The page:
By Gavin McClurg.
I’ve been really fortunate in the last couple decades to explore many of the farthest corners of the globe – thirteen straight years of sailing, chasing wind and waves on a series of kitesurfing expeditions, which included nearly two full circumnavigations, and the last couple years, paragliding all over the Alps, South America, Central America, Africa and the Himalayas. Just like surfers chasing swell, pilots chase seasons and weather.
Reggie Crist, a former Olympic alpine skier and friend of mine who lives here in Sun Valley is even making a movie about how athletes are like migratory animals, hopping on planes or jumping in cars chasing what they “need” be it adrenaline, or escape, or just pure fun. Animals, of course, are seeking food and shelter, which is all we really need as well. But for some people this other “need” is as urgent as the next hit is for a junky. Without it we find life marginalized, gray and drab.
I’d just gotten home from one such migration, a paragliding expedition with three other elite pilots across the Wasatch Range from Southern Utah to Jackson Hole, Wyoming – a line that had never been attempted. As a “vol biv” trip (i.e. fly/camp), which is very similar in approach to alpine climbing, where only the bare necessities are packed and we fly self-supported, carrying everything we need to survive for multiple days in our flying harnesses, it was totally unsuccessful. The weather just kept shutting us down. A late monsoonal flow from the south and too much instability in the atmosphere made flying long distances impossible. We had a film crew with us, documenting the expedition for Outside TV, which added further pressure. The trip wasn’t fruitless however – we got some great flying and some fantastic footage.We returned to Sun Valley exhausted but in good spirits. Cool fall nights and shorter days had already set in. The Aspens were already going golden. The tourists had left town. In my opinion, Sun Valley has the best big-air flying on Earth. A number of recent distance records, including my own world mountain record this summer of 240 miles, confirms this opinion. But what we don’t often get to do is fly here in the absence of fear. Flying in Sun Valley is usually a full-on affair. Crazy strong thermals and nail biting wind. It’s always kind of an edge-of-your-seat experience, or in our case, edge of your harness experience. But in the fall we often get days with very little wind and everything, including the thermals, has mellowed out. We can’t go huge distances as the days are shorter, but we can experience some stunning flying.
My friend Matt (aka “Farmer”), who held the mountain distance record for a short period last summer, had a dream for many years to launch near town, fly out to the Pioneers – our closest range of radical mountains (about 15 miles as the crow flies) – top land at the Pioneer Cabin, which was built in 1937, and spend the night. The icing on the cake would be to launch the next day near the cabin and fly home. A proper bivy trip in maximum style, but a very tall order – one he’d tried before but never pulled off. In fact, it had never been done. I moved to Sun Valley just a year ago and had never even seen the Pioneer Cabin, and I couldn’t imagine just flying around in the Pioneers. They are huge, black, some would say menacing, peaks rising over 13,000 feet – usually something we like to go over the top of with plenty of height and not look back. Not a place to hang around.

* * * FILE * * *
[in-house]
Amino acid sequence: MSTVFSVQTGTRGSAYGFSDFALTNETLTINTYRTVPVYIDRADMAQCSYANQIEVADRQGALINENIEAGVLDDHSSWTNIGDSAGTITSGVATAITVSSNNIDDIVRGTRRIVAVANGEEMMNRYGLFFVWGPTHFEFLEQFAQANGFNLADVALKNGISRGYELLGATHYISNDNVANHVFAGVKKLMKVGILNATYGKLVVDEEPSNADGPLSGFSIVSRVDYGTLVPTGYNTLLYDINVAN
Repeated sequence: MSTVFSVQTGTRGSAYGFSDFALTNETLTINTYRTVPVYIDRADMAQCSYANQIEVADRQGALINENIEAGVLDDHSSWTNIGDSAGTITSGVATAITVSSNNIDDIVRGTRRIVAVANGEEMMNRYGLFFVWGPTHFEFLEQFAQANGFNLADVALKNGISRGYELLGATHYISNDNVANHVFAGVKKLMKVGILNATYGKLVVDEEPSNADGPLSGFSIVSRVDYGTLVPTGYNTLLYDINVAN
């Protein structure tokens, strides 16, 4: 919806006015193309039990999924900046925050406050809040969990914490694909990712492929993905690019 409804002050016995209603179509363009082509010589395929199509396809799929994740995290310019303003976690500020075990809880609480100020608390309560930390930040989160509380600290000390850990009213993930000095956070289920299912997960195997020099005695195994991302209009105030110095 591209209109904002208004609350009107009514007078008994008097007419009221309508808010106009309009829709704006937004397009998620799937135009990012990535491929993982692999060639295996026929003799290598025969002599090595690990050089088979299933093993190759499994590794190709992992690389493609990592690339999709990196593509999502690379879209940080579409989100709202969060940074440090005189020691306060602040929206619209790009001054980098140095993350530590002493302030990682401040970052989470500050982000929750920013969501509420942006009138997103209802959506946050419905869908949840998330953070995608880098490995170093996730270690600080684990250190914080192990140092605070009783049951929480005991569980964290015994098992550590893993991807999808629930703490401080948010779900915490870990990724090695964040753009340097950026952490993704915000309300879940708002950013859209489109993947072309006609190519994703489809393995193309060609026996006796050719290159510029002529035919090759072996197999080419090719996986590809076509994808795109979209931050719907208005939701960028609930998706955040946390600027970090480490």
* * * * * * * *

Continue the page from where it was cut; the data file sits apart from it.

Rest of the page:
But a day arrived that looked like perfect conditions to make the attempt.
We made the jump from Otto’s, at the south end of the Boulder range over to the Pioneers and eventually all grouped up and flew right down the range. I discovered Matt had a GoPro with him and we spiraled down, deep into the range, tight into the terrain, something that would be suicidal in summer. We must have flown 40 kilometers out and back and then back out from one end to the other. Donnie and Nate decided to fly back to town after a flight that both would later describe as one of the best they’d ever had. Matt and I carried on until sunset, wondering if someone had snuck some acid into our lunch. This just wasn’t possible.
We landed about 50 feet away from the Pioneer Cabin at 9,500 feet. After laughing, and hugging, and laughing some more we watched the sun fade over the horizon, packed up and moved into the cabin. We enjoyed a hot cup of tea, dinner, star gazing, a lot more laughing and a lot of discussion about this shared addiction of flight – and the irony of how we spend so much time and money and effort chasing what we love around the world yet the best is right here in our own backyard.
I’ve traveled and moved more than I’ve stayed put in my 41 years on this very cool planet we call home, adding my own considerable carbon footprint to the abundance that we humans are producing daily. Maybe it’s time to slow down and enjoy the horizon that is right here every day.
The next day we fired up the stove, had a coffee, walked no more than five minutes to a slope above the cabin and launched, hoping we could find a place to land in the canyon below us but couldn’t see. The sun was already baking the east-facing slopes and as we pilots like to say, “It was ON.” We circled like birds up and up to 12,000 feet and pointed our wings home. A place I think I’ll stay awhile.
Gavin McClurg is the CEO of Offshore Odysseys and founder of The Best Odyssey and The Cabrinha Quest. He grew up on boats in the Pacific Northwest and commercially fished in the Bering Sea before getting into sailing in the mid ‘90s. The Cabrinha Quest is a five-year seafaring expedition to seek out the world’s most remote and dynamic kitesurfing and surfing locations. Photo: Jody MacDonald.